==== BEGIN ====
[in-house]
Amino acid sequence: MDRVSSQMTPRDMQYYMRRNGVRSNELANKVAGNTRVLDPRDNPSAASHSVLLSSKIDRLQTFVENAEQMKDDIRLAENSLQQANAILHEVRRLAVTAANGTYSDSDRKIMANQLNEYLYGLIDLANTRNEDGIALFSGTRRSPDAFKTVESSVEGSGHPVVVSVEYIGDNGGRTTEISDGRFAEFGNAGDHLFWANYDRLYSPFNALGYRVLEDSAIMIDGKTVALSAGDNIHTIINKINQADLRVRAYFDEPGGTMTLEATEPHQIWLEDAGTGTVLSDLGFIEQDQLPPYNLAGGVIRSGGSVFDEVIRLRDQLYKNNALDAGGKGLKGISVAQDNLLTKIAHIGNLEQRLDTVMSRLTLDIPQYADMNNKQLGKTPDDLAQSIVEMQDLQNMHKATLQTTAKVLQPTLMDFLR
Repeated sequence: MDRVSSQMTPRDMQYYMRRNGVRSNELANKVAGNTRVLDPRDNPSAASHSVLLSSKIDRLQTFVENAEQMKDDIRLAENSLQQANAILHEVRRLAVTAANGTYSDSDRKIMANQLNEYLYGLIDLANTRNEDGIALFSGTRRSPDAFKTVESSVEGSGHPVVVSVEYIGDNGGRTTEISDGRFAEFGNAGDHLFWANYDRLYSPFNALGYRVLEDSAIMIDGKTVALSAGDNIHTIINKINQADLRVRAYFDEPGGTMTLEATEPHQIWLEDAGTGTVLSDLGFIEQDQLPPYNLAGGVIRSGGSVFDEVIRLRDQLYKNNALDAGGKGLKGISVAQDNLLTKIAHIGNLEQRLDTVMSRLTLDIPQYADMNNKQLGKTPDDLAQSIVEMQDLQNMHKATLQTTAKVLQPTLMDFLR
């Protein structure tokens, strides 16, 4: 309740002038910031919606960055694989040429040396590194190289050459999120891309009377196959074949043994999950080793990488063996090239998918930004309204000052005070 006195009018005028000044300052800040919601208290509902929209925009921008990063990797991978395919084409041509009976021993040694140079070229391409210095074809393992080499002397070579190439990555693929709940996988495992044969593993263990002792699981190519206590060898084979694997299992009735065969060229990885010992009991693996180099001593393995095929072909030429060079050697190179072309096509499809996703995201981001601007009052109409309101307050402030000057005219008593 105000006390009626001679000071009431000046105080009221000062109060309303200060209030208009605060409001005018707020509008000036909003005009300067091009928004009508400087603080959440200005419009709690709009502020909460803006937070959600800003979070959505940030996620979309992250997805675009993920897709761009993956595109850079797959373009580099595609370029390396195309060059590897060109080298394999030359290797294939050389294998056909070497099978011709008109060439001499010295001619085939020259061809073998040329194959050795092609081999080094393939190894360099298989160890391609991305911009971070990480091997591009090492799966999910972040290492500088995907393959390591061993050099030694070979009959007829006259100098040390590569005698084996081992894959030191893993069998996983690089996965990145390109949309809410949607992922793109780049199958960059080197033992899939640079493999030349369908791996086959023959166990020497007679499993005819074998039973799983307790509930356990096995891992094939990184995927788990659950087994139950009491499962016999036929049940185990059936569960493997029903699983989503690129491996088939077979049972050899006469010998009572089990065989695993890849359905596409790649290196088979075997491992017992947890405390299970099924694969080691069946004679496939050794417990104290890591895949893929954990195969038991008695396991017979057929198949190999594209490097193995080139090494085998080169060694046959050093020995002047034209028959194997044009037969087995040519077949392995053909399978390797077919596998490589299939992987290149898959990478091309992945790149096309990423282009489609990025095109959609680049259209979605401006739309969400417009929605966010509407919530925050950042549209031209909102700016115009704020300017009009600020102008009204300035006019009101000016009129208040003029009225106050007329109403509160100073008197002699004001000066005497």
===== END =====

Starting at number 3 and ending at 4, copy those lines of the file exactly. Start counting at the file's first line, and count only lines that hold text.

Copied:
Repeated sequence: MDRVSSQMTPRDMQYYMRRNGVRSNELANKVAGNTRVLDPRDNPSAASHSVLLSSKIDRLQTFVENAEQMKDDIRLAENSLQQANAILHEVRRLAVTAANGTYSDSDRKIMANQLNEYLYGLIDLANTRNEDGIALFSGTRRSPDAFKTVESSVEGSGHPVVVSVEYIGDNGGRTTEISDGRFAEFGNAGDHLFWANYDRLYSPFNALGYRVLEDSAIMIDGKTVALSAGDNIHTIINKINQADLRVRAYFDEPGGTMTLEATEPHQIWLEDAGTGTVLSDLGFIEQDQLPPYNLAGGVIRSGGSVFDEVIRLRDQLYKNNALDAGGKGLKGISVAQDNLLTKIAHIGNLEQRLDTVMSRLTLDIPQYADMNNKQLGKTPDDLAQSIVEMQDLQNMHKATLQTTAKVLQPTLMDFLR
């Protein structure tokens, strides 16, 4: 309740002038910031919606960055694989040429040396590194190289050459999120891309009377196959074949043994999950080793990488063996090239998918930004309204000052005070 006195009018005028000044300052800040919601208290509902929209925009921008990063990797991978395919084409041509009976021993040694140079070229391409210095074809393992080499002397070579190439990555693929709940996988495992044969593993263990002792699981190519206590060898084979694997299992009735065969060229990885010992009991693996180099001593393995095929072909030429060079050697190179072309096509499809996703995201981001601007009052109409309101307050402030000057005219008593 105000006390009626001679000071009431000046105080009221000062109060309303200060209030208009605060409001005018707020509008000036909003005009300067091009928004009508400087603080959440200005419009709690709009502020909460803006937070959600800003979070959505940030996620979309992250997805675009993920897709761009993956595109850079797959373009580099595609370029390396195309060059590897060109080298394999030359290797294939050389294998056909070497099978011709008109060439001499010295001619085939020259061809073998040329194959050795092609081999080094393939190894360099298989160890391609991305911009971070990480091997591009090492799966999910972040290492500088995907393959390591061993050099030694070979009959007829006259100098040390590569005698084996081992894959030191893993069998996983690089996965990145390109949309809410949607992922793109780049199958960059080197033992899939640079493999030349369908791996086959023959166990020497007679499993005819074998039973799983307790509930356990096995891992094939990184995927788990659950087994139950009491499962016999036929049940185990059936569960493997029903699983989503690129491996088939077979049972050899006469010998009572089990065989695993890849359905596409790649290196088979075997491992017992947890405390299970099924694969080691069946004679496939050794417990104290890591895949893929954990195969038991008695396991017979057929198949190999594209490097193995080139090494085998080169060694046959050093020995002047034209028959194997044009037969087995040519077949392995053909399978390797077919596998490589299939992987290149898959990478091309992945790149096309990423282009489609990025095109959609680049259209979605401006739309969400417009929605966010509407919530925050950042549209031209909102700016115009704020300017009009600020102008009204300035006019009101000016009129208040003029009225106050007329109403509160100073008197002699004001000066005497």